Thirteen people were killed and more than 40 wounded in the attacks on Tehran's parliament complex and the shrine of revolutionary leader Ayatollah Ruhollah Khomeini on Wednesday, the first claimed by the ISIS in Iran.
Trump said the US would "grieve and pray" for the victims, but added: "We underscore that states that sponsor terrorism risk falling victim to the evil they promote."
That was condemned by Iranian Foreign Minister Mohammad Javad Zarif, who tweeted: "Repugnant WH (White House) statement... as Iranians counter terror backed by US clients."
The six attackers were Iranians who had joined the ISIS, the deputy secretary of Iran's Supreme National Security Council, Reza Seifollahi, said on state TV.
They were armed with rifles and pistols and at least two blew themselves up with suicide vests, Iranian media reported.
Police said five people were arrested around Khomeini's shrine on suspicion of involvement, while the intelligence ministry said a third team had been stopped before the attacks started.
ISIS has threatened to step up recruitment within Iran, releasing its first Persian-language video in March in which it threatened to "conquer Iran and restore it to the Sunni Muslim nation as it was before."
The Sunni jihadists of ISIS consider Shiite Iran to be apostates, and Tehran is deeply involved in fighting the group in both Syria and Iraq.
Iran has a sizeable Sunni population along its restive borders with Iraq and Pakistan from which ISIS is hoping to recruit.
"Iranians lit candles for you on 9/11. You kick them while they're down. Classy," tweeted Ali Ghezelbash, an Iranian business analyst.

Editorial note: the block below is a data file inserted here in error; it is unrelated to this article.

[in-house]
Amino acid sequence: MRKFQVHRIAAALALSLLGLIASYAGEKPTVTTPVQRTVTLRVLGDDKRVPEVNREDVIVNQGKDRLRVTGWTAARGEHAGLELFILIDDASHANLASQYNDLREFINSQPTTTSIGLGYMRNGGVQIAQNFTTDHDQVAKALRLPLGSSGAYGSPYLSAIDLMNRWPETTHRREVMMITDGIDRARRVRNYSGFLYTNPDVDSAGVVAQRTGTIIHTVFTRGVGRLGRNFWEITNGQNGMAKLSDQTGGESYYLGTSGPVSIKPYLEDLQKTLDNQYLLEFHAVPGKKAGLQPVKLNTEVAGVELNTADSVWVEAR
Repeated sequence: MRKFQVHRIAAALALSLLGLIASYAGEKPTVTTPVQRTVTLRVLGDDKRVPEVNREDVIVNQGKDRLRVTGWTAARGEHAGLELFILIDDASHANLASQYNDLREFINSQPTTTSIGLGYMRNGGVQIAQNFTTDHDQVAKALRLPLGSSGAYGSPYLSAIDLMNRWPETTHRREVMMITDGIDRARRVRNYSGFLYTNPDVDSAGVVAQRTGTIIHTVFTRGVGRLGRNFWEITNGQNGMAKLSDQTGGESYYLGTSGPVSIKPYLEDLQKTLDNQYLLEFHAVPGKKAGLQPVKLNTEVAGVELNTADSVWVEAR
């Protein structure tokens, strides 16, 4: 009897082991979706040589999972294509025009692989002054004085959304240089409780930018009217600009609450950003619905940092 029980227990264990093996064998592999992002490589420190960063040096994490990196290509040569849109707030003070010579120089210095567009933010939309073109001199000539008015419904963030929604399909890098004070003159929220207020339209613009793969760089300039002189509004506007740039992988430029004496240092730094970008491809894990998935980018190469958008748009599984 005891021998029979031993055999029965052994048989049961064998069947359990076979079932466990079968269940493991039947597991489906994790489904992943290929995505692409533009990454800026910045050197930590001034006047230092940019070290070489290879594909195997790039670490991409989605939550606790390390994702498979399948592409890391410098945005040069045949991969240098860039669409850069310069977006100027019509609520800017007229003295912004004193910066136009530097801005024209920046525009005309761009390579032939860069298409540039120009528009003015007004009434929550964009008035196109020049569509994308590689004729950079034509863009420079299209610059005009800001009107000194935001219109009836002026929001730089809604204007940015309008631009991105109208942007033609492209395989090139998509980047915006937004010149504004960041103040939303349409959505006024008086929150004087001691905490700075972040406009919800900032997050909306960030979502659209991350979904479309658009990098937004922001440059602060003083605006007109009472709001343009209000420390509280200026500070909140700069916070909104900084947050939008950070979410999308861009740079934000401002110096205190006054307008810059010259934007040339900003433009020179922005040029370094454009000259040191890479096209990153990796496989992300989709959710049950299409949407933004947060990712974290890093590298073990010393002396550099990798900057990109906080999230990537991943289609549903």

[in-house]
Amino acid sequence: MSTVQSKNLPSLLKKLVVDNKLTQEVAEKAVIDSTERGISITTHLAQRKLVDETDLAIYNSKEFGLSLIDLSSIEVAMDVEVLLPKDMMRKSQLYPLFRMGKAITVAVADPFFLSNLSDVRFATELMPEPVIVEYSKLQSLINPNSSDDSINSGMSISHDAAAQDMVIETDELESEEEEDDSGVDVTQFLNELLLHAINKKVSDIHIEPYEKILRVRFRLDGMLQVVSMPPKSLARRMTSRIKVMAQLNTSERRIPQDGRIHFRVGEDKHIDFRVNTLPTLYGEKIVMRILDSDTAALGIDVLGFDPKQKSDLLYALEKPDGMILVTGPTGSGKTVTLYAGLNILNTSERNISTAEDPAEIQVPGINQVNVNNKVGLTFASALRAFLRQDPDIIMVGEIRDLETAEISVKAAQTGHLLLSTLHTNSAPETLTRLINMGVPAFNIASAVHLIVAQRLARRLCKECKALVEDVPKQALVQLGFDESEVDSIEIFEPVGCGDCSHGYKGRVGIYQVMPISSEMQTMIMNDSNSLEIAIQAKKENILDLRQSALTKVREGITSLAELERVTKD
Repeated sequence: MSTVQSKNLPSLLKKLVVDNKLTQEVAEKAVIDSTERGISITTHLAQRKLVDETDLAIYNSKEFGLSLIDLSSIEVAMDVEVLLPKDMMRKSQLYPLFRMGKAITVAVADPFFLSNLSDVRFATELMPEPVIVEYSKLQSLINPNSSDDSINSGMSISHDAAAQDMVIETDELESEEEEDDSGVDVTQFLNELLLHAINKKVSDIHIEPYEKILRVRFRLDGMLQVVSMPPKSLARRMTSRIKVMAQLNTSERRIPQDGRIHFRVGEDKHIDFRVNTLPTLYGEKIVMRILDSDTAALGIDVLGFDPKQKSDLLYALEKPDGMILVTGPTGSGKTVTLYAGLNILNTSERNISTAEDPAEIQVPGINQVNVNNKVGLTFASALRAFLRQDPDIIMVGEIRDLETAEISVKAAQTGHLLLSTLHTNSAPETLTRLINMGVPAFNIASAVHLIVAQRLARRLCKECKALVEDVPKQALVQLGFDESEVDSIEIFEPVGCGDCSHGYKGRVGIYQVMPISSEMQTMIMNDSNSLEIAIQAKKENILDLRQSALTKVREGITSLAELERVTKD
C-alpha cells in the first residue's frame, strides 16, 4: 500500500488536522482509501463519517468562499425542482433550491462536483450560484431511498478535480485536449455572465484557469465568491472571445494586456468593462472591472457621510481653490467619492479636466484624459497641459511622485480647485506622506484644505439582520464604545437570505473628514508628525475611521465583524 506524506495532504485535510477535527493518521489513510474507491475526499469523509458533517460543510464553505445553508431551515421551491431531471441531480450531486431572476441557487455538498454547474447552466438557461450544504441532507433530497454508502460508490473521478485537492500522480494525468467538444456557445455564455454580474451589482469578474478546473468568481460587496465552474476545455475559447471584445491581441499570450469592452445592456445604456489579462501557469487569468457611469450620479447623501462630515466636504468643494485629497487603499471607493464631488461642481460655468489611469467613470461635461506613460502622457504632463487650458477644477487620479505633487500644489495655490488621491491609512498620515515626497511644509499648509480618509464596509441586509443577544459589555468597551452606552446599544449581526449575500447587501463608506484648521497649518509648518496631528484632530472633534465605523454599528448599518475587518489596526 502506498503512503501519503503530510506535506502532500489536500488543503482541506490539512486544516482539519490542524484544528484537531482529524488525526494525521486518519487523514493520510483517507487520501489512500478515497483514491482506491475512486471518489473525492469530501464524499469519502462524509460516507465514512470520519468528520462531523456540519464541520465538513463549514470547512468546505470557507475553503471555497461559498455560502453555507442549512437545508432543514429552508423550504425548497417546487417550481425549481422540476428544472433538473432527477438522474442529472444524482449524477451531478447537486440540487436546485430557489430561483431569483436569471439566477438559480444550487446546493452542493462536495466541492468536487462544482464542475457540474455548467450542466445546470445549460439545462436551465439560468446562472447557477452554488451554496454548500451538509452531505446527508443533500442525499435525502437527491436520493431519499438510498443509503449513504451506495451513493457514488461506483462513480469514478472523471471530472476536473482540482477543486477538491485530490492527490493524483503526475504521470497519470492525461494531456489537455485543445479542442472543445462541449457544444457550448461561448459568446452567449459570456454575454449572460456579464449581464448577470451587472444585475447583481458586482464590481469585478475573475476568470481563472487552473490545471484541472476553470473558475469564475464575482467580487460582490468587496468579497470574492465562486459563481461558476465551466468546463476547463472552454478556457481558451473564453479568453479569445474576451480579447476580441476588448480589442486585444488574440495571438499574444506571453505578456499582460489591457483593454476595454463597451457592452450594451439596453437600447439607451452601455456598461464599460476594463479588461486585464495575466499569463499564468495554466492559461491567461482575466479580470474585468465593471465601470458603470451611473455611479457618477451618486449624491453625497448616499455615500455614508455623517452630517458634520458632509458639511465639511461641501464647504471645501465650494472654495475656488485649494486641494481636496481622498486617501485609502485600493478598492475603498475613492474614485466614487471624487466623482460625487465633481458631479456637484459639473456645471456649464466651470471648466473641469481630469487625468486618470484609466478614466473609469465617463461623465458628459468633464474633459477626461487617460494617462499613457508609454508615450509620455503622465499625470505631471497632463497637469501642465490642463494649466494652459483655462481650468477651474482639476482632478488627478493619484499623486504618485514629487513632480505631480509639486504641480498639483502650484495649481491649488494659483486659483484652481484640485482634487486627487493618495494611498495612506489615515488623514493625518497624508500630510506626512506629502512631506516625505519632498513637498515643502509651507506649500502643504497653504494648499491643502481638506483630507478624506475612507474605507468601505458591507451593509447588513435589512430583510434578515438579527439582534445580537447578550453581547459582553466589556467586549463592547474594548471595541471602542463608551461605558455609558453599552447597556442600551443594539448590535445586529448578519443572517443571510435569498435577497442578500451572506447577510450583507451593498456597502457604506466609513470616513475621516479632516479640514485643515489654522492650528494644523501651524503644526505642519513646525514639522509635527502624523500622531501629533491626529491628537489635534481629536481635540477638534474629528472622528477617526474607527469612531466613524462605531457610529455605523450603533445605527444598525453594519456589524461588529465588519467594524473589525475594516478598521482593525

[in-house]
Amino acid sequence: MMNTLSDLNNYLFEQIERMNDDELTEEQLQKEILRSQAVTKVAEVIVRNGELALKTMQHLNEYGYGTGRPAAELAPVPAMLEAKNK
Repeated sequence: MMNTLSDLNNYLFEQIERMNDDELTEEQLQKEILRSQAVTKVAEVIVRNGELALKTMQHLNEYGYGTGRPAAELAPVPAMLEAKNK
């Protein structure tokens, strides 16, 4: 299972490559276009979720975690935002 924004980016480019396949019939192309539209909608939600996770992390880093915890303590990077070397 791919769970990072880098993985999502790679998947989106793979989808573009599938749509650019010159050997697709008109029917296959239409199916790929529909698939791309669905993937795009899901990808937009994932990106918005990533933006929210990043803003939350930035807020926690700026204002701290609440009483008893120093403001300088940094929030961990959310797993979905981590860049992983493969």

The US president has long accused Iran of backing terrorism and has threatened to tear up a 2015 nuclear deal between Tehran and major powers.
Even as Washington expressed its condolences on Wednesday, the US Senate advanced legislation that would impose new sanctions on Iran, partly for what the bill described as the Iranian regime's "support for acts of international terrorism".
Iranian security officials counter that it is their regional rival Saudi Arabia -- a close US ally -- that is responsible for funding and spreading the extremism that underpins ISIS.
Iran's Revolutionary Guards accused Riyadh and Washington of being "involved" in Wednesday's attacks, drawing a link to Trump's recent visit to Saudi Arabia.
"For these two actions to happen... after this meeting means that the US and Saudi regimes had ordered their stooges to do this," said Mohammad Hossein Nejat, deputy head of the Revolutionary Guards intelligence branch, according to the Fars news agency.
Other Iranian leaders sought to play down the attacks, with supreme leader Ayatollah Ali Khamenei saying: "These firecrackers that happened today will not have the slightest effect on the will of the people."
Parliament was in session as the violence unfolded and members were keen to show they were undeterred, continuing with regular business.
President Hassan Rouhani said "terrorism is a global problem, and unity to fight extremism, violence and terrorism with regional and international cooperation is the most important need of today's world."
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